Shutter Release: Using a drone to carry lights, a guide to layers, the story of the first cellphone pic and more
posted Wednesday, June 14, 2017 at 9:00 AM EST
In Shutter Release, we find the most interesting photography news and videos from around the web to share with you. Alongside links, we supply short descriptions of the content to help you determine if it is something which will interest you. Today’s stories include a guide to radio triggers, SANDMARC iPhone filters, the use of drones to carry off-camera flashes, a guide to layers in Photoshop, a story about the cellphone image that started it all, bad news for Sony night sky photographers and excellent images by women on the frontlines of conflict around the world.
When using off-camera flashes or strobes, you sometimes need radio triggers. However, it can be daunting at first to select which radio trigger you should use and how to set it up. The Digital Picture has published a nice guide covering the use radio triggers, check it out here.
SANDMARC has an ongoing Kickstarter project where they hope to fund the release of neutral density and polarizing filters for iPhone photography. Learn more through the above link and in the below video.
Photo assistants are excellent but cannot go everywhere you might want to have a light. Chinese photographer Fuyan Liu attached a flash to her DJI Inspire 2 drone and lit subjects from high above the top of the building on which she was shooting.
Layers are very powerful when editing photos in Photoshop. Sarah Hipwell has written an article covering “3 Good Reasons to Use Layers in Photoshop” for Digital Photography School. In the article, she gives an overview of different types of layers, including adjustment layers and how to use layer masks and smart objects for non-destructive, extensive editing in Photoshop. If you want to better understand layers, give it a read.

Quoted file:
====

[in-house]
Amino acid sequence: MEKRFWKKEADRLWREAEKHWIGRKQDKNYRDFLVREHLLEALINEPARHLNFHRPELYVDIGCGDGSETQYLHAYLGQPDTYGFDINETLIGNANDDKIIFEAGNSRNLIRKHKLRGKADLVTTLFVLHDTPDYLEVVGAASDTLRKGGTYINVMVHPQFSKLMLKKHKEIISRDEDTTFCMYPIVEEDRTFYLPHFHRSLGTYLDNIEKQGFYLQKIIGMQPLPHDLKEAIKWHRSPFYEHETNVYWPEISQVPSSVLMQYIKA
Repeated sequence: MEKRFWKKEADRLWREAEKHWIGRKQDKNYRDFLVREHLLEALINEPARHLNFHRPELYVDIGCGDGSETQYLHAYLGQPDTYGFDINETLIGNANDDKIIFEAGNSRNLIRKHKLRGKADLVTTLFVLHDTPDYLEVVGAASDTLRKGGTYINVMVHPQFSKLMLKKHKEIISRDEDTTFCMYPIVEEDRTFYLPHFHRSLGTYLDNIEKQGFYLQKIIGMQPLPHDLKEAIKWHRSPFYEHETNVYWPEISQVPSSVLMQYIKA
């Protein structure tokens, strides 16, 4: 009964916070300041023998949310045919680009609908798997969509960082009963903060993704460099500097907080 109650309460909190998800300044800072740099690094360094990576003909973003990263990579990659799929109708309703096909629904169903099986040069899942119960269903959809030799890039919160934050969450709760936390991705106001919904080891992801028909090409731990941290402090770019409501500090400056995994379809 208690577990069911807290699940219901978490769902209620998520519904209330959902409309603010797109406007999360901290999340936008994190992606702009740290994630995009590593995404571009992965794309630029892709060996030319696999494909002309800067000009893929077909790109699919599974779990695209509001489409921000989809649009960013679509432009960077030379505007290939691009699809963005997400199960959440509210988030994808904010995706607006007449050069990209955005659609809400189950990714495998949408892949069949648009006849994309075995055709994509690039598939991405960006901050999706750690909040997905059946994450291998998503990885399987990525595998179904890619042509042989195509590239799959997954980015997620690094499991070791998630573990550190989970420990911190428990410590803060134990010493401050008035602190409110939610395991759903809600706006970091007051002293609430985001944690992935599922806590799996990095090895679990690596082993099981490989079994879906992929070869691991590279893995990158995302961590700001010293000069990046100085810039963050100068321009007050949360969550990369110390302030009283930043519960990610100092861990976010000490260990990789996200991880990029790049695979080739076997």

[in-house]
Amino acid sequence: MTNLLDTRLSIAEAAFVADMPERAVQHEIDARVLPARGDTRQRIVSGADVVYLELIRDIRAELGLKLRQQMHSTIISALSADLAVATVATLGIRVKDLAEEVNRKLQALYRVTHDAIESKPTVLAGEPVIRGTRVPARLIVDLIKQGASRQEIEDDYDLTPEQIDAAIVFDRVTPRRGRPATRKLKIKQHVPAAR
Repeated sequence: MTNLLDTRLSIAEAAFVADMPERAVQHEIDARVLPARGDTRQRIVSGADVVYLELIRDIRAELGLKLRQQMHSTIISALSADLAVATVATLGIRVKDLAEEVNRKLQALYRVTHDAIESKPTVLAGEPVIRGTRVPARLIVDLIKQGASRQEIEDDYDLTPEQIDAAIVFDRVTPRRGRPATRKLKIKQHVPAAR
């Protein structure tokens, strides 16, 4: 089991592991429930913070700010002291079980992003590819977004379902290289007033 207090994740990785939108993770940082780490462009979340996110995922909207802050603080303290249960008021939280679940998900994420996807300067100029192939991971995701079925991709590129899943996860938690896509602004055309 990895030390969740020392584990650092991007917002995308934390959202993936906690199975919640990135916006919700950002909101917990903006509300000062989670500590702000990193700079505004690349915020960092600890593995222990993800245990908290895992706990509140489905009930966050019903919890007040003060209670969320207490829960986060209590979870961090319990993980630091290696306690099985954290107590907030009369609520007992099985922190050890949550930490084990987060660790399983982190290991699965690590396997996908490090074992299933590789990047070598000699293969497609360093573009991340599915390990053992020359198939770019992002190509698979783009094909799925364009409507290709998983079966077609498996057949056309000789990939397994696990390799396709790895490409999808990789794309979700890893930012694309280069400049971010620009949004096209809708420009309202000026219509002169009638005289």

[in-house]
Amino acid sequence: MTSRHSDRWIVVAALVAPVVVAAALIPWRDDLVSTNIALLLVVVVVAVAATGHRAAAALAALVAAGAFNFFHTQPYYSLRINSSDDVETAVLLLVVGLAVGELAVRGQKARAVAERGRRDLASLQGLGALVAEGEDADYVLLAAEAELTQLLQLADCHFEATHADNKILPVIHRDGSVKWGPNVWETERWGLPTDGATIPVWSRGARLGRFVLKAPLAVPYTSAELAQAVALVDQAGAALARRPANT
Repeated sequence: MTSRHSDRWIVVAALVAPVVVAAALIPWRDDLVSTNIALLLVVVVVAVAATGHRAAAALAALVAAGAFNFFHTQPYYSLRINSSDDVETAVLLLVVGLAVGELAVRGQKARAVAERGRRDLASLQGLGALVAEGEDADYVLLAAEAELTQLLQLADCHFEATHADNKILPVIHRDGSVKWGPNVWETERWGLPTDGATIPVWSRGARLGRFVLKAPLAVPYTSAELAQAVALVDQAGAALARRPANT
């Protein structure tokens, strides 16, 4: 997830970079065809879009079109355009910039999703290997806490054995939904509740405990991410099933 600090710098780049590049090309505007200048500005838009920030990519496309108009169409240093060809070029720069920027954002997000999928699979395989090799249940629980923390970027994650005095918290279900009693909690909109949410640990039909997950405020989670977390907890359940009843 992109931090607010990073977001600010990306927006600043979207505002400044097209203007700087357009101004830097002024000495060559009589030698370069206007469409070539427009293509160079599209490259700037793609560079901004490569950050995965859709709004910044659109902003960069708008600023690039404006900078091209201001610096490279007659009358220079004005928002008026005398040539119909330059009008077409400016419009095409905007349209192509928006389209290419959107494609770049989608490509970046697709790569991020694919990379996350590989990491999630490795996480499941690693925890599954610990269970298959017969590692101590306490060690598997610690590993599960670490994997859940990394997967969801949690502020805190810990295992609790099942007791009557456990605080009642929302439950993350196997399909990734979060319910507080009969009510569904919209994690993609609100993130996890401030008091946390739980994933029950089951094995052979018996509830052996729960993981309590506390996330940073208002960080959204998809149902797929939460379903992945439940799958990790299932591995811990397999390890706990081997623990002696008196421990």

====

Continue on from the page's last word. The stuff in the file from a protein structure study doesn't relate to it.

In 1997, Philippe Kahn shared a cell phone photo online for the first time ever. TIME Magazine recently selected the image as one of the "100 Most Influential Images of All Time.” See a recreation of the story behind the photo below.
For photographers who enjoy using their recent Sony cameras to photograph stars, firmware updates last year made it much harder to capture highly-detailed night sky images. This issue has been widely discussed and users have been eagerly awaiting a fix from Sony. A new firmware update unfortunately did not fix the issue, as is seen here.
In an article celebrating the work of Stephanie Sinclair, who has recently been honored with the Anja Niedringhaus Courage in Photojournalism Award, National Geographic discusses the work of numerous women working in testing geopolitical climates. There are many powerful images in the article, so please go check it out.